Meritor files anti-trust lawsuit against Eaton

| Monday, October 09, 2006

ZF Meritor and Meritor Transmission Corp. has filed an antitrust lawsuit against Eaton Corp. in the U. S. District Court for the District of Delaware.

In 1989, Meritor began selling heavy-duty transmissions in competition with Eaton. For a decade, Eaton allegedly engaged in anticompetitive conduct to stunt Meritor’s sales. However, by 1999, Meritor had a 16 percent share of the heavy-duty transmission market, according to the lawsuit.

Meritor partnered with ZF Friedrishshafen AG in 199. Later, the joint venture developed the first fully automated, two-pedal manual transmission.

“The successful launch of this innovative product would increase ZF Meritor’s sales and position,” the lawsuit claimed.

However, Eaton allegedly took a series of exclusionary actions designed to reduce consumer access to ZF Meritor transmissions. Among the actions alleged in the suit was that Eaton officials negotiated de facto exclusive contracts, closing ZF Meritor out of 90 percent of heavy-duty transmission sales.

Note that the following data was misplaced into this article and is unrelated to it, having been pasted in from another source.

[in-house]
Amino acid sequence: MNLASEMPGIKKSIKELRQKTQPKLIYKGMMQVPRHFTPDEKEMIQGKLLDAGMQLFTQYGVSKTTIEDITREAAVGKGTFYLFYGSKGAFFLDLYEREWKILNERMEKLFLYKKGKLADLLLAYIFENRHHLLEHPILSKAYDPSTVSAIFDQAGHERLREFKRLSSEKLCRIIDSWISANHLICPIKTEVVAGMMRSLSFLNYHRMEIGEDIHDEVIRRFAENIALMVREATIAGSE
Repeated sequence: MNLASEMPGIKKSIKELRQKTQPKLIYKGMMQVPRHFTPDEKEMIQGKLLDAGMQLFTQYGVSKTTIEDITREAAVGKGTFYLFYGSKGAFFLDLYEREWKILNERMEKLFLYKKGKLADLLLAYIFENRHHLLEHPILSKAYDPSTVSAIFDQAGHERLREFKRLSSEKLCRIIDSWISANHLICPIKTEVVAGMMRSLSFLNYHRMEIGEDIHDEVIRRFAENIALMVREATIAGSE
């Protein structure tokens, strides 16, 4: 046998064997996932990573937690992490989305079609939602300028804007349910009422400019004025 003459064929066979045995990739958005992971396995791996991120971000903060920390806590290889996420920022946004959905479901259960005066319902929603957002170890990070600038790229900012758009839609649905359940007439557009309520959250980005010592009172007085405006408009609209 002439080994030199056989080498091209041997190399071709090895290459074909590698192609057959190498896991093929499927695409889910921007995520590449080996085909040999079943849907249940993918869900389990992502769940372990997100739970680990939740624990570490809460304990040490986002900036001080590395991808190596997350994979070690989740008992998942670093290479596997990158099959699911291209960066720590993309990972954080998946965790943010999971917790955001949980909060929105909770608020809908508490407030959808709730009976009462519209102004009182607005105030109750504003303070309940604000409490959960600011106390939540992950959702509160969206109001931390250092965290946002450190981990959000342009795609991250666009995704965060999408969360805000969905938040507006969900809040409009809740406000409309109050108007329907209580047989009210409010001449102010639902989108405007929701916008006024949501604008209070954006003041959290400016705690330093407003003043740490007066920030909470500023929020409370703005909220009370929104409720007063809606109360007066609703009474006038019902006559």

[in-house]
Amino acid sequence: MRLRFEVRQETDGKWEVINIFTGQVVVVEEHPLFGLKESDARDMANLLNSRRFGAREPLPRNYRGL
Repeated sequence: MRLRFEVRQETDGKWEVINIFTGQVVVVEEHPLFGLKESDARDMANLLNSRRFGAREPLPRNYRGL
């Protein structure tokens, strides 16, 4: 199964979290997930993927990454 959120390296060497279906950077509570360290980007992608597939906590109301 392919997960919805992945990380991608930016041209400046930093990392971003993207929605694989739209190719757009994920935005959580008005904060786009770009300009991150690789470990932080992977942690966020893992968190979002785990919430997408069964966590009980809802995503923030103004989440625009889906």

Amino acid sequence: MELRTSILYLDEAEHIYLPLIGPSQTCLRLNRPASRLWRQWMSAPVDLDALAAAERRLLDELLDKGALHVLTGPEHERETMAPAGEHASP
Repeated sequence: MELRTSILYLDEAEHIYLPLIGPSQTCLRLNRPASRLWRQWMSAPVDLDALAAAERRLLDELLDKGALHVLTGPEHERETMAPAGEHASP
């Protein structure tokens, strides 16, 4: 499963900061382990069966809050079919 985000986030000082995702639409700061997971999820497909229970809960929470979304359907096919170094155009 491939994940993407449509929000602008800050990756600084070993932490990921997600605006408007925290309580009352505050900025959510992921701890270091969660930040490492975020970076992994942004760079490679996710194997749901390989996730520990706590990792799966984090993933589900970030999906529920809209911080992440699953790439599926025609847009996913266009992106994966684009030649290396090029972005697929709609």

The companies want the court to prohibit Eaton from engaging in anticompetitive practices in the markets for heavy-duty truck transmissions. They also asked the court to award damages three times as great as the amount of proven financial harm, as authorized by federal antitrust laws.

“It is unfortunate that we have reached this point. We have filed this lawsuit to protect competition, our shareholders, and heavy-duty truck buyers. In a market without competition, innovation languishes, choice evaporates and prices increase,” Chip McClure, chairman, CEO and president of ArvinMeritor, said in a statement.

Eaton released an official statement regarding Meritor’s lawsuit.

“Eaton has competed in a fair and vigorous manner in heavy-duty truck transmissions. Our customers chose to purchase transmissions from Eaton because we provided superior value, innovation and service,” Eaton officials said in the official company statement. “We will not be in a position to consider commenting further until we have read the lawsuit. We expect to vigorously defend our position.”

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